As revenue from oil earnings continue to plummet, the Federal Government, it was learnt, might be considering a more robust effort aimed at mobilizing diaspora remittances to serve as a catalyst for economic development.
The New Diplomat gathered that with plummeting oil revenue occasioned by a multiplicity of factors including a glut in international storage capabilities, and COVID-19 pandemic, the federal government is now more desirous of tapping into diaspora resources and contributions in a determined move to help boost our national economy.
Presidency sources revealed that an agency of the federal government has been mandated to examine a recent report by PricewaterHouse Coopers(PwC) which came up with astonishing findings that diasporan remittances had outperformed oil revenue in one of the most recent years that the report focused on(2018)
Recall that in the recent report by PricewaterhouseCoopers (PwC), the global professional firm noted that Nigerians living abroad remitted about $25.1 billion into the country in 2018. This figure is expected to rise to $34.89 billion by 2023. In 2018, the oil revenue was $18 billion compared to $25.1 billion sent back home by Nigerians abroad.
From the Central Bank of Nigeria, CBN’s records, diaspora remittances thus exceeded gross oil revenue. The nation’s Diaspora remittances have been on the ascendancy in recent time. In 2016 and 2017, it stood $19.7 billion and $22bn respectively, compared with oil export revenue of $10.4bn and $13.4 billion in the corresponding years.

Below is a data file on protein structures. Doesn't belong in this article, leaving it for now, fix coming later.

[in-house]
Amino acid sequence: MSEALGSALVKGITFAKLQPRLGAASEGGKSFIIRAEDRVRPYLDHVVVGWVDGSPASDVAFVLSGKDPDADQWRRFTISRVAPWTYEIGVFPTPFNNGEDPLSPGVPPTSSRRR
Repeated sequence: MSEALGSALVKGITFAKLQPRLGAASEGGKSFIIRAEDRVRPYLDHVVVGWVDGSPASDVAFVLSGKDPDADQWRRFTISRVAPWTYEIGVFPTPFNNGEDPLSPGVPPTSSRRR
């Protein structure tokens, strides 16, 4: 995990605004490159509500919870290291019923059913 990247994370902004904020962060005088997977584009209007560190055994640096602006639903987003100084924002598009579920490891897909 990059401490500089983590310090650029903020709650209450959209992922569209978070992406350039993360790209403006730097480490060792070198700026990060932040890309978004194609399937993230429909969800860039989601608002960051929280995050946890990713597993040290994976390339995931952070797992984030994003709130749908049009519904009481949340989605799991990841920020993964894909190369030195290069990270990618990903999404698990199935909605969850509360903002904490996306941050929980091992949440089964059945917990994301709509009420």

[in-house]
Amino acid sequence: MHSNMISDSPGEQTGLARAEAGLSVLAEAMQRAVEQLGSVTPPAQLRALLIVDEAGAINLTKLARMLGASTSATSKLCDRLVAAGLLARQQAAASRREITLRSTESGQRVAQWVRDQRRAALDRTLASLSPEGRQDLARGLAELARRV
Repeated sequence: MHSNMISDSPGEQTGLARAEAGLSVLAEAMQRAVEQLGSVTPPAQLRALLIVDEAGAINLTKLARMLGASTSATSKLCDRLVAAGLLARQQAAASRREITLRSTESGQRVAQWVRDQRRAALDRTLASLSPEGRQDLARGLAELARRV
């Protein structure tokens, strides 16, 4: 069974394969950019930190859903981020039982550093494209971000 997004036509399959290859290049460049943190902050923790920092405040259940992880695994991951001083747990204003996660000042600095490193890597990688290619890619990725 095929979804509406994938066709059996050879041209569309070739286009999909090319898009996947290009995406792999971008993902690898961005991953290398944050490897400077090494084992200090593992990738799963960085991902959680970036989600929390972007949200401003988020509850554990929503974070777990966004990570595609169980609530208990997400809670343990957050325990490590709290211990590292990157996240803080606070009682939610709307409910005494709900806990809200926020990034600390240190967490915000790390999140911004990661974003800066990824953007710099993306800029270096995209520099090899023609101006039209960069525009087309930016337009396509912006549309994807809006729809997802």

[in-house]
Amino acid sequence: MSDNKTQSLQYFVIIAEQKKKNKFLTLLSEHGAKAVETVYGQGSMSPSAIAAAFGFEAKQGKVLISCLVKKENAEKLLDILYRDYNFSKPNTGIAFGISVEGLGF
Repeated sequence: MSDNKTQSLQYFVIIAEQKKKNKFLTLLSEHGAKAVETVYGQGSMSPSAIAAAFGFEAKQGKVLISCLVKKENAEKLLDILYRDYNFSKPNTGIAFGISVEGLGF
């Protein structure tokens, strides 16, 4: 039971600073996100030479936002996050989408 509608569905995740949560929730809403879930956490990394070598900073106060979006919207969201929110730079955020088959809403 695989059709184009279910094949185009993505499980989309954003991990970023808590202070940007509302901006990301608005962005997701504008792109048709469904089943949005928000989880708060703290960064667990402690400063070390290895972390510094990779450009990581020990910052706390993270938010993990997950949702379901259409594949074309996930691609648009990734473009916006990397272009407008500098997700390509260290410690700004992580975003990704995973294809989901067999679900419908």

Similarly, in 2018, Diaspora remittances equal 84 percent of the federal government’s budget as Nigeria’s budget was $29.9 billion while Diaspora remittances stood at $25.1 billion. It also far outweighs capital expenditure. Nigeria’s 2019 capital expenditure budget of $6.7 billion but remittance inflow was $25.5 billion. This means that using the 2018 remittance figure of $25.1 billion, it equated to at least four years of Nigeria’s capital expenditures.
In recognizing the strategic importance of the Nigerian diasporans, the Federal Government signed the Nigerians in Diaspora Commission Establishment Bill into law in July 2017. The Law established the Nigerians in Diaspora Commission (NiDCOM), which was set up to engage and utilize the human, capital and material resources of this demography in the socio-economic, cultural, and political development of Nigeria.
The country also floated a $300m Nigerian diaspora bond and introduced a Certificate of Capital Importation (CCI) are a few steps in that direction. The CCI, issued by Nigerian banks, confirms an inflow of foreign currency in cash or goods and facilitates straight-through processing. Nigeria has also become a member of the International Association of Money Transfer Networks.
Also, the remittances were far more than the total of all foreign aids and represented a higher single percentage of the country’s Gross Domestic Product (GDP) and far more than the Foreign Direct Investment (FDI).
To this effect, Dr. Andrew Nevin, Chief Economist of PwC, disclosed that the remittance inflows into the country show that Nigeria and Nigerians depend largely on the diaspora to make headway in many ways.
He explained that the value of migrant remittances in 2018 represented 6.1% of Nigeria’s GDP, 11 times the FDI inflows, and 7.4 times larger than the foreign aid received in 2017.
On his part, Aminu Gwadabe, president of Association of Bureau De Change Operators of Nigeria, ABCON listed the importance of migrant remittances to the economy to include serving as a lifeline for the recipients’ small household in the economy and used for health, nutrition, education, and societal needs.